Don't they get it?

He's holding it in trust for the Cuban people! Yeah, that's the ticket.

Let the judges decide Schiavo's case

I've heard so much contradictory about this case that I don't know what to believe anymore. Such is the media these days. It has the appearance of denying the reasonable request of her parents. Why should her husband be so dead set on letting her die when her parents are willing to pay all the expenses of keeping her alive?

Nevertheless, if we really believe this stuff about being a system of laws and not of men (or women), why are legislators trying so hard to make a special rule in this case? I find it hard to believe that all the courts that have looked at this case are determined to go against the law. If it were up to me, I'd be inclined to remove her husband as her guardian on the grounds of potential conflict of interest, but it's not up to me. Nor is it up to Congress to intervene. I've heard that she's is a persistent vegetative state and also that no MRI or CAT scans have been done. I don't really know if those tests would resolve the issue or not. Nothing in any test, can establish what, if anything is going on in her brain. Is she imprisoned in a useless body or just running a test pattern? Who knows? I don't. Neither does Peggy Noonan, or Hugh Hewitt. That's why we created laws and judges and guardians. If they don't work the way we expect we should change them, but what business do Congressmen have trying to short circuit the process?

In the end, nobody without supernatural powers can say whether Terri Schiavo's spirit is supporting the court or her parents. She may be yearning to stay in that wrecked body or wanting to get mortality over with. She could be in horrible pain, or totally numb. Nobody really knows. There are plenty of cases the courts are deciding that they shouldn't be, but in this one, they have jurisdiction. We should leave it to them.

Thursday, March 17, 2005

The news from Iraq

You won't read this in the New York Times, "Fallujah is now thought of as a 'safe zone' by the citizens."


Harry Reid, would recognize that reference, although I doubt that he'd see how it applies to himself. Zeezrom was a lawyer in the Book of Mormon who exemplified twisting the words and positions of the prophets in order to gain favor with the people and to lead them astray.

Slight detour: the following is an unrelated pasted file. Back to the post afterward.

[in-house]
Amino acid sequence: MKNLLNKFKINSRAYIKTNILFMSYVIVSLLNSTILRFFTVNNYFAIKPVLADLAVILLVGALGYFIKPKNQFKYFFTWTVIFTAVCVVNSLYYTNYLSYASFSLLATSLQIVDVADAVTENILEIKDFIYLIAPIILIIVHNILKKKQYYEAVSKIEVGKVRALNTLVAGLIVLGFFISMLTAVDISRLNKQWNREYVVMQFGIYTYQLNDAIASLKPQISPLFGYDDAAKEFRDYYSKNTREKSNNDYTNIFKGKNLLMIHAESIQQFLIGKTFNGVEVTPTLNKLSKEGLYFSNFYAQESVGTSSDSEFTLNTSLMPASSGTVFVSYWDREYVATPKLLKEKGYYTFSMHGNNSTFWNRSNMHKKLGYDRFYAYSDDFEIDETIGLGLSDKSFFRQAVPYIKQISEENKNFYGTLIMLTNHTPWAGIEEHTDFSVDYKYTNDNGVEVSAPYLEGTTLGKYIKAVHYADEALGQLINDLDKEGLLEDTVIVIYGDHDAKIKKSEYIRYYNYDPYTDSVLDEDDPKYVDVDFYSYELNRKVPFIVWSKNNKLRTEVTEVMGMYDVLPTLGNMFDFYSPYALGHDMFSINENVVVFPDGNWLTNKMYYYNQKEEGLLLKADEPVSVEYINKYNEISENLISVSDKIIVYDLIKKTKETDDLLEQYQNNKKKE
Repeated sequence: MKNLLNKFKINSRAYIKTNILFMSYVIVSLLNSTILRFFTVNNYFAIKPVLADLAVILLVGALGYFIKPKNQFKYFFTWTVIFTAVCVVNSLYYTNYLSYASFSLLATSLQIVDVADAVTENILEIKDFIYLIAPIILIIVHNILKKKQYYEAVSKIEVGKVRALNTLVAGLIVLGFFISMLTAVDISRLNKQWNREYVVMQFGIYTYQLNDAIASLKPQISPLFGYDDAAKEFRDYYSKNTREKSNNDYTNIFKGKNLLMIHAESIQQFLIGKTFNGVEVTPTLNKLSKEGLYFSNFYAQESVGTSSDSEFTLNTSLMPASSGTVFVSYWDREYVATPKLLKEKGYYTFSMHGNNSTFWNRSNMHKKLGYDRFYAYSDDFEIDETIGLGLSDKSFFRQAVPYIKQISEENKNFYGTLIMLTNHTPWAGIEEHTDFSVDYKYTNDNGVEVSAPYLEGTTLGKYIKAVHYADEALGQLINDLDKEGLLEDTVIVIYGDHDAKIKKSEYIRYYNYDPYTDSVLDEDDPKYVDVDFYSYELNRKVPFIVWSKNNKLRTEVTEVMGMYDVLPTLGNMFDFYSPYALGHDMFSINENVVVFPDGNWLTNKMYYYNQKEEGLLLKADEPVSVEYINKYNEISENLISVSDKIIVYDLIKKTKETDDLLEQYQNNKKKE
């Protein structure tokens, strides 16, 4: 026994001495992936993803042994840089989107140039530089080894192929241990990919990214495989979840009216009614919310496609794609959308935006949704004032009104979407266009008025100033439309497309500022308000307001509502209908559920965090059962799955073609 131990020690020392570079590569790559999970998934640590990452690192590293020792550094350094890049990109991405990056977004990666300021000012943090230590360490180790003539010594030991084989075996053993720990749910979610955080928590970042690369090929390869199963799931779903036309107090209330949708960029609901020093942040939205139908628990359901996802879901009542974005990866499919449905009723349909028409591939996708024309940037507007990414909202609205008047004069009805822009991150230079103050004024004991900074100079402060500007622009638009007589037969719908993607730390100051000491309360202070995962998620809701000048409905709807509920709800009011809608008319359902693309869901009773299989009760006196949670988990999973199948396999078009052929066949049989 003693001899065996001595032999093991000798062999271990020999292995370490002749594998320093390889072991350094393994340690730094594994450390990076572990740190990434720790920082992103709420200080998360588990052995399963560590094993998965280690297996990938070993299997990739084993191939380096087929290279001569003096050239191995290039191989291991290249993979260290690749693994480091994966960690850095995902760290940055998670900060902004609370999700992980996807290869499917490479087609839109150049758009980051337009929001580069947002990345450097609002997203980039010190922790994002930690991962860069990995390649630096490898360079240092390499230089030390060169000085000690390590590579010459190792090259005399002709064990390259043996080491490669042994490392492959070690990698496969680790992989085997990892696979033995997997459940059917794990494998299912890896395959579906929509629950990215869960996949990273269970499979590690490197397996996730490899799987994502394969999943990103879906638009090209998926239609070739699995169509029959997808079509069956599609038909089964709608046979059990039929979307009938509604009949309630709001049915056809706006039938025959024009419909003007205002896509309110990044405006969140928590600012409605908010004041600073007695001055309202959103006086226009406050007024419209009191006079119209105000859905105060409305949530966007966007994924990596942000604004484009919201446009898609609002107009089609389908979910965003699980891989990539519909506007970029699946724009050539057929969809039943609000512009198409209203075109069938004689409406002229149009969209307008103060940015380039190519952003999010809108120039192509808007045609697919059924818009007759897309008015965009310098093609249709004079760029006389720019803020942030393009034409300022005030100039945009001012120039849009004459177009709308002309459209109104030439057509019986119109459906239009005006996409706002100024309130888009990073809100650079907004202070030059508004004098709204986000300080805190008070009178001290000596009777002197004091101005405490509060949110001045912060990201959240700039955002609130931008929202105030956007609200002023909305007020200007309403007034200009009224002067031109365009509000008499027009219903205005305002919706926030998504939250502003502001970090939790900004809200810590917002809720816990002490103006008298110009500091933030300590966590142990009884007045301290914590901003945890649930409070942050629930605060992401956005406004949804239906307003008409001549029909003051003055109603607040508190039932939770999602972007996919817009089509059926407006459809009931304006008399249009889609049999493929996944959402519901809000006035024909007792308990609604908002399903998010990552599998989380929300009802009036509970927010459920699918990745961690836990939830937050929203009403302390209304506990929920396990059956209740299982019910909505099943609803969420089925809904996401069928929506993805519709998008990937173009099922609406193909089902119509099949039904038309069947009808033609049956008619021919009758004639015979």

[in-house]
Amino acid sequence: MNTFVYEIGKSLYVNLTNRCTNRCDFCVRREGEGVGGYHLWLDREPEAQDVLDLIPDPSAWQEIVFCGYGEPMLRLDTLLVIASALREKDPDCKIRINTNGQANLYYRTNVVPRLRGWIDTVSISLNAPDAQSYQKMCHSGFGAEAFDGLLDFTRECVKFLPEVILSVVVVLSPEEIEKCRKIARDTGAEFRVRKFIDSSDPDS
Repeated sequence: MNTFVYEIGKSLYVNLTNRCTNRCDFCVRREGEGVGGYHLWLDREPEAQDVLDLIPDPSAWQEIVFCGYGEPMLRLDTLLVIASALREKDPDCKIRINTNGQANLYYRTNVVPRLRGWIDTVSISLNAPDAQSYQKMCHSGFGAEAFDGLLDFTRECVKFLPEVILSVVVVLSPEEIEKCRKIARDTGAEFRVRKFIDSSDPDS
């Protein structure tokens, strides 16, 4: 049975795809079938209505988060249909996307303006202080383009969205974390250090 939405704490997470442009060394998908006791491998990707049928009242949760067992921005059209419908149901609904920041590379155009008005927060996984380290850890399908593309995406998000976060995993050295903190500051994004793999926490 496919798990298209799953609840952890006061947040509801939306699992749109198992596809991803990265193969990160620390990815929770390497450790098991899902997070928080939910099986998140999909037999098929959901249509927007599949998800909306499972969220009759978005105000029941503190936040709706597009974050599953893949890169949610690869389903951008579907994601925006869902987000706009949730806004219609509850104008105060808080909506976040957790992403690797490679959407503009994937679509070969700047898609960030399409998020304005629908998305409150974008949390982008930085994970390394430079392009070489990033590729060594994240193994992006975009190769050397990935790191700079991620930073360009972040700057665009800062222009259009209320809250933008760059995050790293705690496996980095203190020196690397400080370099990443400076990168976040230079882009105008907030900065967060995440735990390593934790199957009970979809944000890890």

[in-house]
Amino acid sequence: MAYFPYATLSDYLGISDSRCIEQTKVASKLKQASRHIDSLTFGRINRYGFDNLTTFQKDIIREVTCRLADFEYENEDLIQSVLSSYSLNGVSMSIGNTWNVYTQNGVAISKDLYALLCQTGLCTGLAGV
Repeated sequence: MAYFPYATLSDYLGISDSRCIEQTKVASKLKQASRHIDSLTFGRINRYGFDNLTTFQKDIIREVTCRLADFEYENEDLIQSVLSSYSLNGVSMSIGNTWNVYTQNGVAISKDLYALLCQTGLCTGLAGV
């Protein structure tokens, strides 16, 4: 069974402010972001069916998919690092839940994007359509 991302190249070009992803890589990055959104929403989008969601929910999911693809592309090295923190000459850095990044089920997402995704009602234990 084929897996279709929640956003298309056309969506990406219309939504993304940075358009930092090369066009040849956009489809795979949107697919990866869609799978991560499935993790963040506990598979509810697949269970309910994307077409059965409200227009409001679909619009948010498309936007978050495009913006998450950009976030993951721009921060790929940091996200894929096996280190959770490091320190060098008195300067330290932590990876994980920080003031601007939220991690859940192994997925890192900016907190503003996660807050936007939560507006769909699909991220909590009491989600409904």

The rally yesterday by Senate Democrats accusing the Republicans of trying to shut down the Senate, pack the courts, yadda, yadda, yadda, has to be one of the most barefaced uses of sophistries I've heard since Bill Clinton said he did not have sex with "that woman." Democrats complaining about deficits strikes me as the greatest bit of hypocrisy in my lifetime. They controlled the House of Representatives for as long as I remember, until 1994, and they never balanced the budget. Now they're out of power and they're suddenly opposed to majority rule, claiming that eliminating the filibuster are trying to destroy the Constitution. Reid, Durban and Byrd demonstrated demagoguery in its most transparent form. Jesse Jackson must have been proud.

Wednesday, March 16, 2005

I'm voting

No Confidence in the Harvard Faculty Instapundit, as usual, has the roundup. In fact, I concluded a long time ago that a college education was highly overrated. It's something you have to do to get a job, but more and more it just seems like an indoctrination in liberal elite thinking.

Meme of the Day

The Climate of Fear of the intolerant left.

Goose and Gander

Hugh Hewitt calls attention to the hypocrisy of the left's inquisition of Jeff Gannon/Guckert when he asked a loaded question at a White House press conference, when liberal reporters do the same think ad nauseum. This is why a lot of us don't trust the press.

Monday, March 14, 2005


I don't care for the new bankruptcy bill, either, but I don't condone people running up credit card bills and then declaring bankruptcy. The question is whether they planned on doing so, and why the credit card companies are so lax with their credit policies. Bankruptcy should be for people who need through no fault of their own, but it's hard to sympathize with companies who charge 20% and higher. If they want to cinch up the borrowers, they should submit to usury laws. The limits on interest seemed to disappear after the inflation during the Carter administration, and never came back. I think they should.